As citizen historians around the country partner with us to investigate local press coverage of the Holocaust, they often become quite engaged by their discoveries. In this guest post, Bernard Gordon describes his case of “research fever.” Bernard has been volunteering with the project since December 2015.
Dry as Dust?
I guess most of us think that only Professor “Dryasdust” would enjoy being asked to dig into musty old newspapers looking for long-forgotten news items. He’s not the only one. In an effort to discover what Americans learned and did about the Holocaust and other matters from 1933-1945, as reported in their local newspapers, the United States Holocaust Memorial Museum issued a call for volunteer citizen historians. I became interested in participating in the project, contacted Citizen History Community Manager Eric Schmalz, and joined up. So far I have found my experiences to be personally fulfilling, socially meaningful, and —much to my surprise and delight— thoroughly enjoyable.
Dr. Seuss and the Holocaust
In my hunt for a “local” newspaper, I came up with PM, a small progressive paper that began publishing in New York City in 1940, and lasted until the late 1940s. Besides furnishing me with several articles that were useful for the project, the paper turned up a gem I was unaware of. One of its leading political cartoonists at that time was Theodor Geisel, better known as Dr. Seuss, the world-renowned children’s book author. He was a progressive who used his satirical wit and razor-sharp pen to voice his opposition to anti-democratic forces that came to his attention. For example, he criticized Charles Lindbergh in a cartoon within days of Lindbergh’s infamous speech of September 11, 1941. Lindbergh had been generally successful in keeping his antisemitic views to himself until that speech. On that day, Lindbergh echoed the statements put forward by Hitler’s Minister for Propaganda Joseph Goebbels, claiming that Jews controlled much of American life, including the government, and were pushing the country into war.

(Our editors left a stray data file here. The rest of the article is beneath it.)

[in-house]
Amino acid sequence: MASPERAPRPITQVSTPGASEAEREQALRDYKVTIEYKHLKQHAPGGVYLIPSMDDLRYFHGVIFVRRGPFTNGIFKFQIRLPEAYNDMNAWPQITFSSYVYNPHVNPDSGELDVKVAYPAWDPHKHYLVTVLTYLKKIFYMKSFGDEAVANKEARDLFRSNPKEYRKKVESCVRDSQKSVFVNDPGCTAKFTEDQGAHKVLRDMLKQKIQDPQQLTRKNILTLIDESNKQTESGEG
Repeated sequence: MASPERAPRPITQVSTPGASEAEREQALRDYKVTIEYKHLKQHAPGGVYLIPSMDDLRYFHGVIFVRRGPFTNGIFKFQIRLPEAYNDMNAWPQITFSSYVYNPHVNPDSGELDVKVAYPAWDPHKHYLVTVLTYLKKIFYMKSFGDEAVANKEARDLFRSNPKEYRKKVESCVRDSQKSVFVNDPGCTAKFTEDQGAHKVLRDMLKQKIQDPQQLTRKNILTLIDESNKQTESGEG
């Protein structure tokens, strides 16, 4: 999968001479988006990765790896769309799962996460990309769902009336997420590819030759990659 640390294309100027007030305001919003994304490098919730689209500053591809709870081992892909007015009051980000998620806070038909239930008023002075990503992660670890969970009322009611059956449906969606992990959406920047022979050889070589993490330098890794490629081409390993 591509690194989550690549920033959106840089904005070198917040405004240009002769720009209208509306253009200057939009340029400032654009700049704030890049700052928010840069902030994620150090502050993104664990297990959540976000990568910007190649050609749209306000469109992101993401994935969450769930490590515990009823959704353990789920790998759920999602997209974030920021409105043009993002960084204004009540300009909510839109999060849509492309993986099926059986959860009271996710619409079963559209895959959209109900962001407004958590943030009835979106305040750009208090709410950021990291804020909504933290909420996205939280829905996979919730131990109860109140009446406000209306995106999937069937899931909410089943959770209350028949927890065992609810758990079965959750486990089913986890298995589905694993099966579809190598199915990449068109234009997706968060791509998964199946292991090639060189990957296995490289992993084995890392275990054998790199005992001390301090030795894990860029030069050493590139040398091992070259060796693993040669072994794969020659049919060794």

Priest or Racketeer?
Another notorious antisemitic American I tracked down in print was Charles Coughlin, the so-called “Radio Priest,” who reached millions of listeners with an ostensibly religious program he conducted weekly in the decade leading up to World War II. In it he espoused his anti-Communist, isolationist, and antisemitic views, going so far as to hold the Jewish victims of the Nazis responsible for their own persecution. It came as no surprise to me that many accepted his statements without question. Therefore, I was especially pleased to find that a community in Rochester, New York, challenged him on his antisemitism by holding a “public trial” of him.
Many of the items I have found and submitted have taught me a great deal about the events taking place then and their relationships to each other. I cannot praise this project highly enough. I would recommend it wholeheartedly to all people who have the research bug and a social conscience.
[From Eric: Thanks, Bernard! Do you have stories to share about your own discoveries? If so, I would love to hear from you. Please email me at eschmalz [at] ushmm [dot] org or call me at 202-382-0211.]